AUDIO TONE RELAYING TUTORIALS AND BASICS

Application of audio-tone systems for protective relaying can be divided into two categories:

Transformer and Circuit Breaker Failure Protection or Other Direct Trip Applications
These applications are termed “direct transfer tripping.” The audio-tone system functions as the communication link to extend relay tripping circuits to remote circuit breaker locations.

These type of direct transfer tripping applications have the greatest difficulty in meeting the relay demands. These systems, with few exceptions, cannot have fault detector supervision of the receivers and the security against undesired tripping rests solely with the audiotone equipment.

Transmission Line Protection
Audio-tone systems function as the communication link for pilot relaying schemes employed for transmission line protection. Transfer trip schemes, including direct underreaching, permissive underreaching, and permissive overreaching protection are used extensively with telephone channels.

Directional comparison blocking and phase comparison schemes are used primarily with power line carrier but they are also employed with audio-tone systems over telephone channels and microwave channels. Tripping with line protective schemes can be made dependent on line relay and fault detector relay operation.

Transformer and Circuit Breaker Failure Protection
Transfer tripping schemes using audio-tone systems over telephone channels have been used extensively for transformer protection where high voltage breakers have been omitted or for breaker backup protection where system arrangement places a backup breaker(s) at a remote location. The operation of a frequency shift audio-tone system for remote clearing is described in the following paragraph.

During normal conditions, a guard signal(s) is transmitted continuously. Receipt of the guard signal by the tone receiver produces blocking of the breaker trip circuit. At the same time, the guard signal provides continuous monitoring of the tone system.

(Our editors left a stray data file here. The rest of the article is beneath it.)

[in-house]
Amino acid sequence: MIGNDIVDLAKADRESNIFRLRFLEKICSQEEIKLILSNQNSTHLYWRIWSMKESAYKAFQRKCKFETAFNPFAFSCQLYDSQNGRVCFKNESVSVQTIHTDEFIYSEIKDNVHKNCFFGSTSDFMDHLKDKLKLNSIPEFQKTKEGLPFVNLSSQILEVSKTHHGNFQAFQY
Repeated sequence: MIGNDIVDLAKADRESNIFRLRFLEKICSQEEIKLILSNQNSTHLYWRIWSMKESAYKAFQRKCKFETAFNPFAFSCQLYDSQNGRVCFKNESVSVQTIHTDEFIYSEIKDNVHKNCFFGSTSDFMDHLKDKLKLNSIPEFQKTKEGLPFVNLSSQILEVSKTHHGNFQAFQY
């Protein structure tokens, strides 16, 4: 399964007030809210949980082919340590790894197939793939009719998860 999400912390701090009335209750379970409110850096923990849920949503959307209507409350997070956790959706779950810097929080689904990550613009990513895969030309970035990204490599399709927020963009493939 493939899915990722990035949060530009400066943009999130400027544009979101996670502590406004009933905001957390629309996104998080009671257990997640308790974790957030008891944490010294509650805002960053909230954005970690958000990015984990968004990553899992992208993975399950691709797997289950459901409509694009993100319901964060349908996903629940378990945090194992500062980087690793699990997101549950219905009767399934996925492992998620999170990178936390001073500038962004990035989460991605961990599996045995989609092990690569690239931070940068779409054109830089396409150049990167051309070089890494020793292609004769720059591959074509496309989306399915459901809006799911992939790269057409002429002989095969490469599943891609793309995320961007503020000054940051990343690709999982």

When the protective relays detect abnormal operation, they initiate removal of the guard signal(s) and transmission of the trip signal(s). The absence of guard and the reception of the trip constitutes a valid trip condition to effect remote clearing.

Transmission Line Protection
Pilot relaying systems applicable for the protection of power-transmission lines and for which audio tone channels may be used are briefly described below. The transmission lines may have two or more terminals each with circuit breakers for disconnecting the line from the rest of the power system.

All of the relaying systems described can be used on two-terminal or multiterminal lines. These relaying systems program the automatic operation of the circuit breakers during power system faults.

Where possible, fault detector relays should supervise the receiver relay trip circuits to improve security.

However, their use should not be a substitute for an audio-tone system of highest reliability, since the greatest noise levels are likely to occur at the very instant when the fault detectors have operated, that is during a power system fault.

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